By Derrick Schneider
Sustainable. Organic. Local. Ethical. This is the idealized diet of the Bay Area foodie. We worship our pantheon, Alice Waters and Michael Pollan among them, and religiously attend our farmers’ markets, those nomadic temples of the movement that hold services every day of the week. We vote with our dollars to ensure a food supply that has never passed through the poisoned and self-destructive bowels of industrial agriculture.
When I wrote about Chinatown for the last issue of Edible East Bay, a number of readers wondered how a magazine focused on sustainability could even mention shark fin dumpling. Fishermen get shark fin, said the letters, by lopping the fins off a living shark and then tossing the rest of the fish back.
I understand the concern, but shark fin, to my mind, isn’t the worst ingredient in Chinatown’s food. As I walk into the tiny, steamy dim sum shops that speckle the neighborhood, I notice the constant presence of pork: ground for su mi dumplings, shredded and stuffed inside sticky balls of white dough, pigs hanging from a hook in the ceiling.
I don’t read Chinese, but I doubt that any of the cross-hatch symbols sketched onto signs and menus means “Niman Ranch.” I imagine the pigs came through the worst of industrial agriculture’s scenery: windowless buildings where pigs live from birth to death, tight-fitting cages that prevent them from moving, tsunamis of filth that course through the nation’s waterways and pollute everything in their path.
The Chez Panisse staff, hub of all things sustainable in the East Bay, doesn’t know of any Chinatown restaurant that shares the Alice Waters vision. My Chinese American friends tell me that the subject just doesn’t come up in the community.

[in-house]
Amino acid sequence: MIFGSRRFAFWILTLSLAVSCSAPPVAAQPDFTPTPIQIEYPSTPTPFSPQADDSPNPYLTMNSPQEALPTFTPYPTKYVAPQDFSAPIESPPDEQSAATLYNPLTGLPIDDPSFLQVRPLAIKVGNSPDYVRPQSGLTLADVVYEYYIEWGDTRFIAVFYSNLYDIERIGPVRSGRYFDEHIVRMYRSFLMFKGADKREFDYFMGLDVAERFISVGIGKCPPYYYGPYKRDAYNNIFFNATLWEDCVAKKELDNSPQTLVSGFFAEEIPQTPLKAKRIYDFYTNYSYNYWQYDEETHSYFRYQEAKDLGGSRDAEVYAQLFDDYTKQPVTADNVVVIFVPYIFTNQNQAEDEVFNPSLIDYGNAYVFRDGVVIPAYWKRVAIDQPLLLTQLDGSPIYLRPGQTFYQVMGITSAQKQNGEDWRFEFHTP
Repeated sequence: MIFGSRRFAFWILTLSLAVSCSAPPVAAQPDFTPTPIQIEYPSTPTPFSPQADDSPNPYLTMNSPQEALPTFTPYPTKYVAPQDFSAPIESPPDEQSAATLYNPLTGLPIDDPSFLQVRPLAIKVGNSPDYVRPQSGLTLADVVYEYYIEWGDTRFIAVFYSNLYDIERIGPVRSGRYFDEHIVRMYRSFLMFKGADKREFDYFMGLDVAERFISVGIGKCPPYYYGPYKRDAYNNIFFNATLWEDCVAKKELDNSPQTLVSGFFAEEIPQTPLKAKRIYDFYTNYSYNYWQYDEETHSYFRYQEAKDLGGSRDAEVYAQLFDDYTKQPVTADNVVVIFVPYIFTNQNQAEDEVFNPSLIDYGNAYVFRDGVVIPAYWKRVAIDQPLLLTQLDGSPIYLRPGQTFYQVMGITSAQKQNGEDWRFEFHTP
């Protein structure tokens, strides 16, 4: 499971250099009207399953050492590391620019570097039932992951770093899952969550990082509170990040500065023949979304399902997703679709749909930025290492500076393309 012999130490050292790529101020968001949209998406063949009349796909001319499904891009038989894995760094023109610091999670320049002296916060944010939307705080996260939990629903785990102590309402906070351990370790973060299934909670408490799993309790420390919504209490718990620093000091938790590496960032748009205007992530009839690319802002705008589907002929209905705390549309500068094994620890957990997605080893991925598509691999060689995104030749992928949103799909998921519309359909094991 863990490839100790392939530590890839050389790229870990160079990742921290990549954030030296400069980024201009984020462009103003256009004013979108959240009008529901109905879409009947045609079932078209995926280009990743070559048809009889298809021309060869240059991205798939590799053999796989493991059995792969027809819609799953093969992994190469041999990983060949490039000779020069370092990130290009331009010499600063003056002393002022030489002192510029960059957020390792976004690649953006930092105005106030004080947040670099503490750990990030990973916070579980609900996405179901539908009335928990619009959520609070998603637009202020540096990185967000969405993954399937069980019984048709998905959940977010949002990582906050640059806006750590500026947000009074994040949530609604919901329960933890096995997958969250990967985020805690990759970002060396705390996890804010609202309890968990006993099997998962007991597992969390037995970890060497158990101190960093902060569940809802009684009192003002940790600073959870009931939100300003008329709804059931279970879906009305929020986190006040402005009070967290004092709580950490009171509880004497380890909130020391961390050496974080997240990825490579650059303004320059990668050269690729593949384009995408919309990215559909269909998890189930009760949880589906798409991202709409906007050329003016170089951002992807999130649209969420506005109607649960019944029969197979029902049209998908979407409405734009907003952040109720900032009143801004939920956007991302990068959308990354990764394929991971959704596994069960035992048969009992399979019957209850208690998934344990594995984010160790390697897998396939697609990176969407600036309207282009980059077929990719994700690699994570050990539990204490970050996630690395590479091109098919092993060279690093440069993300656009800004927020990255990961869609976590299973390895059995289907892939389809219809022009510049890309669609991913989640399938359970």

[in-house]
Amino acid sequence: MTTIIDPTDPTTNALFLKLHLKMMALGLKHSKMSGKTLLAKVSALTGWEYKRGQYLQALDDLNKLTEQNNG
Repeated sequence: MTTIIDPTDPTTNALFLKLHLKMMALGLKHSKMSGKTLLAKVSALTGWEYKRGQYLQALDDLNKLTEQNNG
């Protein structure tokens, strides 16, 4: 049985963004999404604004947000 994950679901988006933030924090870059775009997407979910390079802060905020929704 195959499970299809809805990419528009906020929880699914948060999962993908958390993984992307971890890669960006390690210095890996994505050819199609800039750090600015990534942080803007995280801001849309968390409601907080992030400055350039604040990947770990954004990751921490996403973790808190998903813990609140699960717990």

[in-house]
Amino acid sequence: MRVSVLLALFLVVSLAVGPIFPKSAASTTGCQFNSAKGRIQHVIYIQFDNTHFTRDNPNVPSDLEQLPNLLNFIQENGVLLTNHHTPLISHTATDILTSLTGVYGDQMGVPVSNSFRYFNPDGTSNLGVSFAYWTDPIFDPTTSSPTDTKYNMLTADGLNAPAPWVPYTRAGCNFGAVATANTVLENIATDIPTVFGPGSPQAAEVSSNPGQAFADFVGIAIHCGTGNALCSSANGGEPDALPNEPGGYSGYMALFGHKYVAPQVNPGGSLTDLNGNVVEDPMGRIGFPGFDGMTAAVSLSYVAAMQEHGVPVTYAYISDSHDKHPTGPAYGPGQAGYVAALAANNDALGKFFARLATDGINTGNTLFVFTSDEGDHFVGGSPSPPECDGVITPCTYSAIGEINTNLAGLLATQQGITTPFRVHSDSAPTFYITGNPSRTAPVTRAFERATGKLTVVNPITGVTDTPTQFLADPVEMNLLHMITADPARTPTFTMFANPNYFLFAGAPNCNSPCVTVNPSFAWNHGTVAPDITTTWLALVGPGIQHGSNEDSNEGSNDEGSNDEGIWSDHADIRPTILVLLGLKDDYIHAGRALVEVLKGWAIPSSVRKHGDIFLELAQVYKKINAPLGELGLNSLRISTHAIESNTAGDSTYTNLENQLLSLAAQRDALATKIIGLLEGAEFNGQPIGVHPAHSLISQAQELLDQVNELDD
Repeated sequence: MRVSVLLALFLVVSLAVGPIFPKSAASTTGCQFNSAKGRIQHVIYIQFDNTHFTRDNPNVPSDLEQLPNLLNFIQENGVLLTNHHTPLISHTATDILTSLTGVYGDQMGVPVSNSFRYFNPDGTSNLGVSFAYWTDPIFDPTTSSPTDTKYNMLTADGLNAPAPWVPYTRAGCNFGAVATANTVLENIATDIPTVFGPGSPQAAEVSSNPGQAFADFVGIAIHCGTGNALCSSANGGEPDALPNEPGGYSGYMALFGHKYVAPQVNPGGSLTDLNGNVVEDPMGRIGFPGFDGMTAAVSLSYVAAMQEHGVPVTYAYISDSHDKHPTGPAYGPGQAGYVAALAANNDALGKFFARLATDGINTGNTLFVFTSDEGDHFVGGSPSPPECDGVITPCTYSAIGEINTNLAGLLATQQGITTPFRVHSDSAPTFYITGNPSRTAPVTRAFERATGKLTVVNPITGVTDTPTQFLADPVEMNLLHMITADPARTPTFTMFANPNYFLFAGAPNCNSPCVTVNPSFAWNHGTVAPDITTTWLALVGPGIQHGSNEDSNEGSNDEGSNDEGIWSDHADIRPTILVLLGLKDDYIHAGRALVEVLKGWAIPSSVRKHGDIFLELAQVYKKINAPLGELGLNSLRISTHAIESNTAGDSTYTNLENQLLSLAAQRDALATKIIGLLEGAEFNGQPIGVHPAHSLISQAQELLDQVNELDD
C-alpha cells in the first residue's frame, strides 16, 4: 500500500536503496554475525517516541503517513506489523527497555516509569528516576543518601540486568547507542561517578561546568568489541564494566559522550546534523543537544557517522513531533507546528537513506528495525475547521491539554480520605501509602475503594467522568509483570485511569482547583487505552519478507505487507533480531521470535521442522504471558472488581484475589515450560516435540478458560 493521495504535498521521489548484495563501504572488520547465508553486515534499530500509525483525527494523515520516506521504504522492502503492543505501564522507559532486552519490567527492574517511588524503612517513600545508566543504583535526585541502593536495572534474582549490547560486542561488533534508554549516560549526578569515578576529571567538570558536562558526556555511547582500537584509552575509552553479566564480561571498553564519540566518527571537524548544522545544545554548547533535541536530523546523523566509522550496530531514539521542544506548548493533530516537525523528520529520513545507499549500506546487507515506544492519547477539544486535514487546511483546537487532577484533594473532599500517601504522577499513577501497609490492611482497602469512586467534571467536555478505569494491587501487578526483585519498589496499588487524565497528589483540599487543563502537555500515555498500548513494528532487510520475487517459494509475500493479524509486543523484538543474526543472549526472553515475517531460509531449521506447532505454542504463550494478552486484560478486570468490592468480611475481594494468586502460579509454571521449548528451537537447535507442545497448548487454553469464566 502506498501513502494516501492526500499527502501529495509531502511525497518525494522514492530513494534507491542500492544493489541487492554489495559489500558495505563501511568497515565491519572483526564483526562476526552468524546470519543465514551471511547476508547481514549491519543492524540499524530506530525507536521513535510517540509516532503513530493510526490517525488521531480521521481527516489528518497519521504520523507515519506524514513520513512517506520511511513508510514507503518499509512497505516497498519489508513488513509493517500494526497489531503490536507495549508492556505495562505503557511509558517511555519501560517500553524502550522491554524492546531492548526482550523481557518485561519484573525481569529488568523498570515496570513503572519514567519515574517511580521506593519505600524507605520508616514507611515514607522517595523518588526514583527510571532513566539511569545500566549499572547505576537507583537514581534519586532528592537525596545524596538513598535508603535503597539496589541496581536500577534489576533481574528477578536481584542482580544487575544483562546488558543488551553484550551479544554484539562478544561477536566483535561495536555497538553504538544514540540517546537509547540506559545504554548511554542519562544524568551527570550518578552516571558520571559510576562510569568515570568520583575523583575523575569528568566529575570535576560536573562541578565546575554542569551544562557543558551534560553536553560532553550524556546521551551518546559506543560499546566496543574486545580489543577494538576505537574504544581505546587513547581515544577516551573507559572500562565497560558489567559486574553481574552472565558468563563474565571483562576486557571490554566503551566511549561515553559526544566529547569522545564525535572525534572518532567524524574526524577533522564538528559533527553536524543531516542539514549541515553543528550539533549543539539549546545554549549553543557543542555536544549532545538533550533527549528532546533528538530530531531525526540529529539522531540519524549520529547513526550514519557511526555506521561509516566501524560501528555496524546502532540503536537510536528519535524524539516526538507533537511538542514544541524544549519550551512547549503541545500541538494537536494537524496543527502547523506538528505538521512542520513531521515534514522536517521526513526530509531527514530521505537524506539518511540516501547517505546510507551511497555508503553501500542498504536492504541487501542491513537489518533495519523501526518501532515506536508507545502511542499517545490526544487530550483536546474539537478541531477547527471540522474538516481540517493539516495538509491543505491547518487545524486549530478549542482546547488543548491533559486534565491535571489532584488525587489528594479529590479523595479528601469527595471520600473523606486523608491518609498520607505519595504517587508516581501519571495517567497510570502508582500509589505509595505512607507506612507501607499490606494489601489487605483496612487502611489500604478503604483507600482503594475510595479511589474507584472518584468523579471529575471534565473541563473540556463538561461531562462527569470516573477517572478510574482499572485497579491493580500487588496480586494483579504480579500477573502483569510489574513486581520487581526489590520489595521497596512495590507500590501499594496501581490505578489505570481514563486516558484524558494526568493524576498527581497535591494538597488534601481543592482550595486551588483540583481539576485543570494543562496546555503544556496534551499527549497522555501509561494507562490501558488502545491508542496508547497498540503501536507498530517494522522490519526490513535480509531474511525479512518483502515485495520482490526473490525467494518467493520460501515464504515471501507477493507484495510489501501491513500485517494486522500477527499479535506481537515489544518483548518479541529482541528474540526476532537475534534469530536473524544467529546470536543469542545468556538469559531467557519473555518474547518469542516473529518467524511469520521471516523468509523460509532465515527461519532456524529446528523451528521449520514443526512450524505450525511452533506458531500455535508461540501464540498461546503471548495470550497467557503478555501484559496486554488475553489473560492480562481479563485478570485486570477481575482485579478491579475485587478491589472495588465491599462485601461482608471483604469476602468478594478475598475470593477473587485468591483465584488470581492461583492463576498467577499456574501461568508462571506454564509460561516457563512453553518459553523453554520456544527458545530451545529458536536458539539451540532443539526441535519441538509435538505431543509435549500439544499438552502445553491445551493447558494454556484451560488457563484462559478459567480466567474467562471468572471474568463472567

By all rights, I shouldn’t spend my dollars in this little section of downtown Oakland, shouldn’t divert my walk to work so that I can indulge in baked pork buns, shouldn’t go for jook on Sunday mornings. I spend my money on sustainable food, and Chinatown doesn’t have it.
But culture and community should have a place in our conversations about food. Meals are more than the sum of the nuts and bolts of production. Chinatown’s businesses often cook the traditional food of the owners’ native land, keeping a cultural connection alive between homeland and new home. The restaurants are also meeting places: Go to Gum Kuo on a Sunday morning, and you’ll see families crowded around the communal tables, ladling spoonfuls of hot rice porridge into their bowls, catching up on the week’s events, dispensing advice, and teaching the children.
Could a sustainable Chinese restaurant—the Chez Panisse of 8th and Webster, perhaps—survive in a field of inexpensive alternatives? A lot of Bay Area foodies go to Chinatown expressly for cheap, good food, the same way that many of us go to taco trucks and other ethnic restaurants. However, it’s easy to imagine the other type of East Bay foodie, the one who seeks out menus that sport the names of farms, flocking to downtown Oakland the way they swarm toward North Berkeley now. But for the moment, only an ethical gray area stands in for such a restaurant.
It’s not just our plants and animals that need to be sustained; it’s our communities and the people in them. We can’t shut out our neighbors because they don’t share our beliefs; we need to start the dialog that doesn’t yet exist. Should we all go out and eat shark fin dumplings? Maybe not. But we should be okay with eating traditional food from a local businessperson, even if it’s made with industrial ingredients. Only by sharing meals can we ask the questions about how things are done and how they might change. •
Derrick Schneider is a freelance food and wine writer whose work has appeared in the San Francisco Chronicle, The Art of Eating, The Wine News, and more. He is also the publisher of the popular blog An Obsession with Food (obsessionwithfood.com). He teaches wine appreciation classes through UC Berkeley Extension.